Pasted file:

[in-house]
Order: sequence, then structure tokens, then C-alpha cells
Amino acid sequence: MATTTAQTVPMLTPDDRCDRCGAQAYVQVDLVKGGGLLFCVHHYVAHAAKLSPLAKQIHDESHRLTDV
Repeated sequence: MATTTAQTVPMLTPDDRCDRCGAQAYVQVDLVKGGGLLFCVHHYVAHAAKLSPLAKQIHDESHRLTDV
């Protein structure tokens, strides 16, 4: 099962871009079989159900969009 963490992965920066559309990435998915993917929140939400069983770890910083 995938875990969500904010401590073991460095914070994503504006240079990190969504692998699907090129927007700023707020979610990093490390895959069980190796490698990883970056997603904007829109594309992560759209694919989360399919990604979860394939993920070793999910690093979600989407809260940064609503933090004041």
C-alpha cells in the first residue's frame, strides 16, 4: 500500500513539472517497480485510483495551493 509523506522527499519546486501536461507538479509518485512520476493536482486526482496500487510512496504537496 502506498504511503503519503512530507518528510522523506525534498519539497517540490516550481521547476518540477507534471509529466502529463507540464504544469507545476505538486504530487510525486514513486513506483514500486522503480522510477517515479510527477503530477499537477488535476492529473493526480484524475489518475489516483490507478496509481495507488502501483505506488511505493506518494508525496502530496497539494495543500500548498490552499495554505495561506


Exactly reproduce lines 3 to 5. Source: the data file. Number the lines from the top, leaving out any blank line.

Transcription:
Amino acid sequence: MATTTAQTVPMLTPDDRCDRCGAQAYVQVDLVKGGGLLFCVHHYVAHAAKLSPLAKQIHDESHRLTDV
Repeated sequence: MATTTAQTVPMLTPDDRCDRCGAQAYVQVDLVKGGGLLFCVHHYVAHAAKLSPLAKQIHDESHRLTDV
């Protein structure tokens, strides 16, 4: 099962871009079989159900969009 963490992965920066559309990435998915993917929140939400069983770890910083 995938875990969500904010401590073991460095914070994503504006240079990190969504692998699907090129927007700023707020979610990093490390895959069980190796490698990883970056997603904007829109594309992560759209694919989360399919990604979860394939993920070793999910690093979600989407809260940064609503933090004041």